Waiting for the War on Guns

Laws have been made to end drug trade and terrorism. So why don't mass shootings inspire change?

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(The Root) -- James Holmes, the suspect in the Aurora, Colo., movie theater shootings, which killed 12 and wounded nearly 60 more, purchased 6,000 rounds of ammunition online in four months. He was captured with automatic handguns, assault rifles, magazines (which allow multiple firings without pause), tear gas and other military-style weaponry in his apartment. All of it was purchased legally, and in some cases without a background check. Yet somehow Holmes failed to spark the interest of local or federal authorities. No FBI red flags, no Homeland Security surveillance, no wire taps or "no-fly" lists.

The fact that Holmes was able to amass his arsenal without rousing suspicion reflects a racial bias at the heart of existing American gun-enforcement policies: how present laws might aid and abet white male criminal behavior. Beyond Second Amendment arguments, which have flooded the airwaves, a more basic consideration should be the misguided view the country has of who fits a "criminal" profile. Who counts as a "terrorist"? And what constitutes a "suspicious" character?

The tragic events of Sept. 11 gave birth to a "war on terror" that frames Muslims -- whether domestic or foreign-born -- as the enemy within. Even Hindus and Sikhs from India are targeted, simply because of their appearance and brown skin. Trillions in taxpayer dollars have been committed to defeating this elusive enemy -- from lower Manhattan to Afghanistan, Iraq to Pakistan.

Similarly, the war on drugs has left a legacy that criminalizes African-American and Hispanic males, leaving them subject to search and seizure, and denying them the Fourth Amendment protections most Americans take for granted. Some of our media, politicians and law enforcement apparatus have colluded to ensure minority communities are over-policed and that blacks, in particular, are the main suspects. And like the war on terror, this 25-year drug war comes at a high price. Billions are spent targeting, policing and prosecuting minorities, despite statistics that show white Americans are more engaged in the illegal trade of guns and drugs. Press reports focus on gun violence in the inner cities of Chicago, Detroit and Los Angeles, but independent studies confirm that per capita rates of gun violence are the same across rural and urban communities -- from small-town Montana to Newark, N.J.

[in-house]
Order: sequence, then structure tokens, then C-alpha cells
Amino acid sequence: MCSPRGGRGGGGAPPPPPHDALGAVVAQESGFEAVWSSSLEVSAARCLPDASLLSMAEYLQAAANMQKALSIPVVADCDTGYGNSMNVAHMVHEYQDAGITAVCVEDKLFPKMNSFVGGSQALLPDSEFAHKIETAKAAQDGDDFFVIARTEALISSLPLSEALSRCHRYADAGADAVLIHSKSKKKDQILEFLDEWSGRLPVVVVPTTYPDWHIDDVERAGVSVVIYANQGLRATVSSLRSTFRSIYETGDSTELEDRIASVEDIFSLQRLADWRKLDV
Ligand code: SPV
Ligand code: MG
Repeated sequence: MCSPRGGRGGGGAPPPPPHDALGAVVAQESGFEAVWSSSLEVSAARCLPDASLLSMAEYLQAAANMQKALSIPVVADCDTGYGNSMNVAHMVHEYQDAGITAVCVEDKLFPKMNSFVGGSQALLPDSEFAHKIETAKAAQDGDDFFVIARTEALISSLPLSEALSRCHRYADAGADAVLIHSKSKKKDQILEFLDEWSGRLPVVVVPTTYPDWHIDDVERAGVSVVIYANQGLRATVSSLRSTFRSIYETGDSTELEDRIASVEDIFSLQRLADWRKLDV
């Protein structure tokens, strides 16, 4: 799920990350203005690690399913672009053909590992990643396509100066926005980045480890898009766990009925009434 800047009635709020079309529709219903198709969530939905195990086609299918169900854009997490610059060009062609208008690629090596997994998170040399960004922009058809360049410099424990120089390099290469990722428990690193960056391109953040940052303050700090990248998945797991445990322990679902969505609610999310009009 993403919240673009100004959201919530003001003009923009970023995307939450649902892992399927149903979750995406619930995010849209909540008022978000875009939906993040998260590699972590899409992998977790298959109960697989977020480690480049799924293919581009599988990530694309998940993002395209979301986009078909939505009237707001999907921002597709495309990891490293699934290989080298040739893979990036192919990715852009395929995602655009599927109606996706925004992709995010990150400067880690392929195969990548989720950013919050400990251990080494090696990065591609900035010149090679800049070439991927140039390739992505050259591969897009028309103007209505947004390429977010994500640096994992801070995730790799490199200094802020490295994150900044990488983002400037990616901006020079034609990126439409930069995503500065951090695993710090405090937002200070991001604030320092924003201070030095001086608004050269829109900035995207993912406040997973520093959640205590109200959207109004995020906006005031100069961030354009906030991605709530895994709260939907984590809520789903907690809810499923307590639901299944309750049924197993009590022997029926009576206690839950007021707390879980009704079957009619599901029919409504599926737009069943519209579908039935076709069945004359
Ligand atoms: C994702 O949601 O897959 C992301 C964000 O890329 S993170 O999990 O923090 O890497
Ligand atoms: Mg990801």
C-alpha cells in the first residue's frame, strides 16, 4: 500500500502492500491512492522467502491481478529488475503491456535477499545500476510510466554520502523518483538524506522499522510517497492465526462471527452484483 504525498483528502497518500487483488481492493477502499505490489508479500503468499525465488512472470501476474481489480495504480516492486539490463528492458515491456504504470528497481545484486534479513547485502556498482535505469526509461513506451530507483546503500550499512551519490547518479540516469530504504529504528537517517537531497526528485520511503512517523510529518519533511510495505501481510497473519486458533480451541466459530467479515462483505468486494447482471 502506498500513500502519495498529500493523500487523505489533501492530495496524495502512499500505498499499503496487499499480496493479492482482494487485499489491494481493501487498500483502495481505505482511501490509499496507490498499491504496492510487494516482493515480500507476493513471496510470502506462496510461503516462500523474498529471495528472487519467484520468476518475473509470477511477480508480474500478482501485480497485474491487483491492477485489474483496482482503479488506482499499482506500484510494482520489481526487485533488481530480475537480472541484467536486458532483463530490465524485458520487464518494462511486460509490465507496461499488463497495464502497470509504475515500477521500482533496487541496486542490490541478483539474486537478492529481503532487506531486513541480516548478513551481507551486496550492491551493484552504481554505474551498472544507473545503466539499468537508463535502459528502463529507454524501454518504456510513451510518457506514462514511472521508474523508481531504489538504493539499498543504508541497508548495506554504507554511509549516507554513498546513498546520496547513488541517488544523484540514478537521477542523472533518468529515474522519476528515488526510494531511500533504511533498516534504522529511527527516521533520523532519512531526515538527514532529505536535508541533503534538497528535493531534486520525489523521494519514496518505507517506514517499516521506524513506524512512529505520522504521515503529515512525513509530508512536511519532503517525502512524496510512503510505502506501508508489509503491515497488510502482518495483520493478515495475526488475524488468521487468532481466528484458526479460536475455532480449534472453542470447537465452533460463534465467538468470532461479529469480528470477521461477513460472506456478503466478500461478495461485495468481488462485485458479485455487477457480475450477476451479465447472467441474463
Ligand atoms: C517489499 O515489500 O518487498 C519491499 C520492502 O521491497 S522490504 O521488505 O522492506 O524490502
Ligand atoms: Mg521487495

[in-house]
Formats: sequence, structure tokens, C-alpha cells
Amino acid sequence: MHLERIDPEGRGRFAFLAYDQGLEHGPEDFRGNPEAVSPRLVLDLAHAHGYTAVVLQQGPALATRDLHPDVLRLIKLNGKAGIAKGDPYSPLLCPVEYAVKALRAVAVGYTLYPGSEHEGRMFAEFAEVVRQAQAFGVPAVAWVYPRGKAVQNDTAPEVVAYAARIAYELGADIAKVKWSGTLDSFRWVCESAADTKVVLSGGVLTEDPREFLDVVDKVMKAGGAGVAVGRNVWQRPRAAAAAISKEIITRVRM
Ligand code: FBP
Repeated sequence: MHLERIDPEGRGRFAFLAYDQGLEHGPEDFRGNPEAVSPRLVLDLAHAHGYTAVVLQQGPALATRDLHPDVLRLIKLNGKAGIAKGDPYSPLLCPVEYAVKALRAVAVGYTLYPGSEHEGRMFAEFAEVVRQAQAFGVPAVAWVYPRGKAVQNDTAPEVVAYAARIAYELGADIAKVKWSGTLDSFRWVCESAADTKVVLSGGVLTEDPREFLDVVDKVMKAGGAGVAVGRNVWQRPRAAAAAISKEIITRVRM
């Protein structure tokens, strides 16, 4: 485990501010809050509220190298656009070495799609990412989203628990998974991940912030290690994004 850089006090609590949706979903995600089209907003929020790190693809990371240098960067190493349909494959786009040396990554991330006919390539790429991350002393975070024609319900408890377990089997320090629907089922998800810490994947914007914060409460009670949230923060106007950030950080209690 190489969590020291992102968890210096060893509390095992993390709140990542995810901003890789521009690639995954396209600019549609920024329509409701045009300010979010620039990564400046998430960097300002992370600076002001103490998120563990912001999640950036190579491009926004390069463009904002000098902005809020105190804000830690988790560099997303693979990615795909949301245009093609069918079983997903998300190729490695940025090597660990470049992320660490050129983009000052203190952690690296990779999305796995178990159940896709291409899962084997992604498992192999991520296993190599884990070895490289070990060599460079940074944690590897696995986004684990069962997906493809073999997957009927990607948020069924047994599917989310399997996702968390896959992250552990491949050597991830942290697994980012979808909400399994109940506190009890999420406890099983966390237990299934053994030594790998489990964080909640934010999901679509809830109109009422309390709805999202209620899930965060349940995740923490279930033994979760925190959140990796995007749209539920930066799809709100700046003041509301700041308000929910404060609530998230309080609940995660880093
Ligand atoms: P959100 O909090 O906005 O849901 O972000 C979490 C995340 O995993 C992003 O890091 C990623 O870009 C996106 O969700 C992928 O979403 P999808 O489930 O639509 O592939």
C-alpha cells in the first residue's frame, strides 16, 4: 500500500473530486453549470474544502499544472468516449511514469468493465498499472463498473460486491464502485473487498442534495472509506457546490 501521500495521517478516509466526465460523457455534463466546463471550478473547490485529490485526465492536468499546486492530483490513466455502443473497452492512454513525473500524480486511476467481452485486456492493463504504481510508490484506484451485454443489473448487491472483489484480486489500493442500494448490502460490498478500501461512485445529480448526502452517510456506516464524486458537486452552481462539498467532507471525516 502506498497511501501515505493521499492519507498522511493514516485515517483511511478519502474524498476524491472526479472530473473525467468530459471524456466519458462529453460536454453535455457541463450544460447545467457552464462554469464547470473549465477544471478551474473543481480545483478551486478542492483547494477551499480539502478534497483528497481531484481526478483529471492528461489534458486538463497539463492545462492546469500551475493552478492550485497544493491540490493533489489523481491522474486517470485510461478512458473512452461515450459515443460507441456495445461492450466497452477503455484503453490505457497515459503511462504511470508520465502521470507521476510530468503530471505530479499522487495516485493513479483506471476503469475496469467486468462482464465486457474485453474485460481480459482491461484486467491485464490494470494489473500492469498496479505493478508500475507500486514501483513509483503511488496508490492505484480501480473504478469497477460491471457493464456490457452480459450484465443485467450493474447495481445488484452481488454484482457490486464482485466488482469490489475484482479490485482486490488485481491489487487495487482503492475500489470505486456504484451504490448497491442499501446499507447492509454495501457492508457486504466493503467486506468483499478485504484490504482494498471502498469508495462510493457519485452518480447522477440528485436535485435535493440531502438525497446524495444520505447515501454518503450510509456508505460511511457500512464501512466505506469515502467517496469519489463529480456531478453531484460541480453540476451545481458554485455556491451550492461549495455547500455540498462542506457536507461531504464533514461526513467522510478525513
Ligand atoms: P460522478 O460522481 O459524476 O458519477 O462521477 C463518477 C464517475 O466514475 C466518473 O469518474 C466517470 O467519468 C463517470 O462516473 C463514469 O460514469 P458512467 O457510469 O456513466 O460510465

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The Tuscon, Ariz., mass shooting in January 2011 -- which killed six and left Rep. Gabrielle Giffords (D-Ariz.) and 11 others severely injured -- was committed by Jared Loughner, a 22-year-old white male who had a similar profile to Holmes: quiet, reserved and seemingly apolitical.

As in the Holmes case, media reports immediately focused on whether mental illness, depression and isolation were the root cause. There seems to be a desire to humanize white perpetrators in a wildly different way from the manner in which suspected Muslim terrorists are automatically demonized, and African-American males -- even when innocent -- are unjustly criminalized. Is the mitigating factor in crime, punishment and perception always race?

Far too many similar cases exist. Eric Harris and Dylan Klebold, the 18- and 17-year-old killers in the Columbine High School massacre of 1999, were also young, disaffected white males -- immediately characterized as outcasts and victims of bullying. Entries in Harris' diary would later reveal he aspired to hijack planes and crash them into New York City -- the same kind of destructive designs that would bring down the World Trade Center just two years later.

Other infamous characters, Timothy McVeigh and his two co-conspirators -- all white males -- orchestrated the 1995 Oklahoma City bombing, which was the deadliest domestic terrorist attack before 9/11, claiming 168 lives and injuring more than 800. McVeigh was dismissed as an anomaly and a scientific madman.

There are infamous mass shooters, of course, who are not white, the most recent examples being the 1993 Long Island Railroad shooter Colin Ferguson, a man of Jamaican descent who murdered six train passengers, and the Beltway sniper John Allen Muhammad, an African-American, Louisiana-born Army veteran. Each case presents an instance -- as in other mass shootings -- in which a mentally unstable person has access to guns and does irreparable harm. But both Ferguson and Muhammad lived in an America where they were far more likely to be policed for potential crime simply by virtue of their black skin. And in both cases, handguns or rifles were used. Neither had stockpiled a cadre of military-style weapons. If they had -- as did their white counterpart in the gun-liberal state of Colorado -- one can imagine that laws would have been amended.

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